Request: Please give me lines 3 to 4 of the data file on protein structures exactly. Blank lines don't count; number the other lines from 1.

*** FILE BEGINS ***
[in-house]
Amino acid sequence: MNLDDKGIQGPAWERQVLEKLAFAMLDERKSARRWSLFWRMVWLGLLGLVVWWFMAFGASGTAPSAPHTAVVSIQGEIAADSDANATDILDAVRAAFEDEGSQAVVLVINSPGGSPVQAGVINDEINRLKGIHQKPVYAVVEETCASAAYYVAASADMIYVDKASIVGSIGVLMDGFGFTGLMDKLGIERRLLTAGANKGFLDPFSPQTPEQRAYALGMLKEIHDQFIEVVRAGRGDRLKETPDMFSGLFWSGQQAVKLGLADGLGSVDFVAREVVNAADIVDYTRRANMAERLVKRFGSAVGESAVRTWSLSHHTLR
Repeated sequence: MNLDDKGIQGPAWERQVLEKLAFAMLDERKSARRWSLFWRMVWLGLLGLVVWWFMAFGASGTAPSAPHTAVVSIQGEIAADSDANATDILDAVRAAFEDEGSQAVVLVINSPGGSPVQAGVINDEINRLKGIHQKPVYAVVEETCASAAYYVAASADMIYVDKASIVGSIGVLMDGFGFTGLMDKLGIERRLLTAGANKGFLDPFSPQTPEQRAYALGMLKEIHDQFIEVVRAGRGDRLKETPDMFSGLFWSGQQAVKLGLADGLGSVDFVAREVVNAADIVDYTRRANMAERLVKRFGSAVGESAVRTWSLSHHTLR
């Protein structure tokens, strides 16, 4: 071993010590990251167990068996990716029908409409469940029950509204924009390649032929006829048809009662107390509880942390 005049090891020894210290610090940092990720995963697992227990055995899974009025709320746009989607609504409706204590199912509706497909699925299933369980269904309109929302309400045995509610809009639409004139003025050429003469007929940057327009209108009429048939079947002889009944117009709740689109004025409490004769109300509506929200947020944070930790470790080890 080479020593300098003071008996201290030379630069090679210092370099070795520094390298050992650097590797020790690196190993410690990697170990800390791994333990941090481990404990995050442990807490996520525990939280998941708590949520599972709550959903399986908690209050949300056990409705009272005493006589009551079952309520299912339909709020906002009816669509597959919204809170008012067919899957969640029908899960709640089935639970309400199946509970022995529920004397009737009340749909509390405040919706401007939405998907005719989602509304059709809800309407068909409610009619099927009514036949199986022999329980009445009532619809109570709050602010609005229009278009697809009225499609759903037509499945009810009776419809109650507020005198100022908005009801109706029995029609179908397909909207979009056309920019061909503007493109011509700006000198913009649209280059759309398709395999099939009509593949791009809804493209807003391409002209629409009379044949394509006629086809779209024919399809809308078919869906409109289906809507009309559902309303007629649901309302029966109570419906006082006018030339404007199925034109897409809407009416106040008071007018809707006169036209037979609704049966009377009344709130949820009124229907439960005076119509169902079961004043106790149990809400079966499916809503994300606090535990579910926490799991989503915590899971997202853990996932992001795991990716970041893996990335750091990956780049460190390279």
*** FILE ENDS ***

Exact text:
Repeated sequence: MNLDDKGIQGPAWERQVLEKLAFAMLDERKSARRWSLFWRMVWLGLLGLVVWWFMAFGASGTAPSAPHTAVVSIQGEIAADSDANATDILDAVRAAFEDEGSQAVVLVINSPGGSPVQAGVINDEINRLKGIHQKPVYAVVEETCASAAYYVAASADMIYVDKASIVGSIGVLMDGFGFTGLMDKLGIERRLLTAGANKGFLDPFSPQTPEQRAYALGMLKEIHDQFIEVVRAGRGDRLKETPDMFSGLFWSGQQAVKLGLADGLGSVDFVAREVVNAADIVDYTRRANMAERLVKRFGSAVGESAVRTWSLSHHTLR
């Protein structure tokens, strides 16, 4: 071993010590990251167990068996990716029908409409469940029950509204924009390649032929006829048809009662107390509880942390 005049090891020894210290610090940092990720995963697992227990055995899974009025709320746009989607609504409706204590199912509706497909699925299933369980269904309109929302309400045995509610809009639409004139003025050429003469007929940057327009209108009429048939079947002889009944117009709740689109004025409490004769109300509506929200947020944070930790470790080890 080479020593300098003071008996201290030379630069090679210092370099070795520094390298050992650097590797020790690196190993410690990697170990800390791994333990941090481990404990995050442990807490996520525990939280998941708590949520599972709550959903399986908690209050949300056990409705009272005493006589009551079952309520299912339909709020906002009816669509597959919204809170008012067919899957969640029908899960709640089935639970309400199946509970022995529920004397009737009340749909509390405040919706401007939405998907005719989602509304059709809800309407068909409610009619099927009514036949199986022999329980009445009532619809109570709050602010609005229009278009697809009225499609759903037509499945009810009776419809109650507020005198100022908005009801109706029995029609179908397909909207979009056309920019061909503007493109011509700006000198913009649209280059759309398709395999099939009509593949791009809804493209807003391409002209629409009379044949394509006629086809779209024919399809809308078919869906409109289906809507009309559902309303007629649901309302029966109570419906006082006018030339404007199925034109897409809407009416106040008071007018809707006169036209037979609704049966009377009344709130949820009124229907439960005076119509169902079961004043106790149990809400079966499916809503994300606090535990579910926490799991989503915590899971997202853990996932992001795991990716970041893996990335750091990956780049460190390279």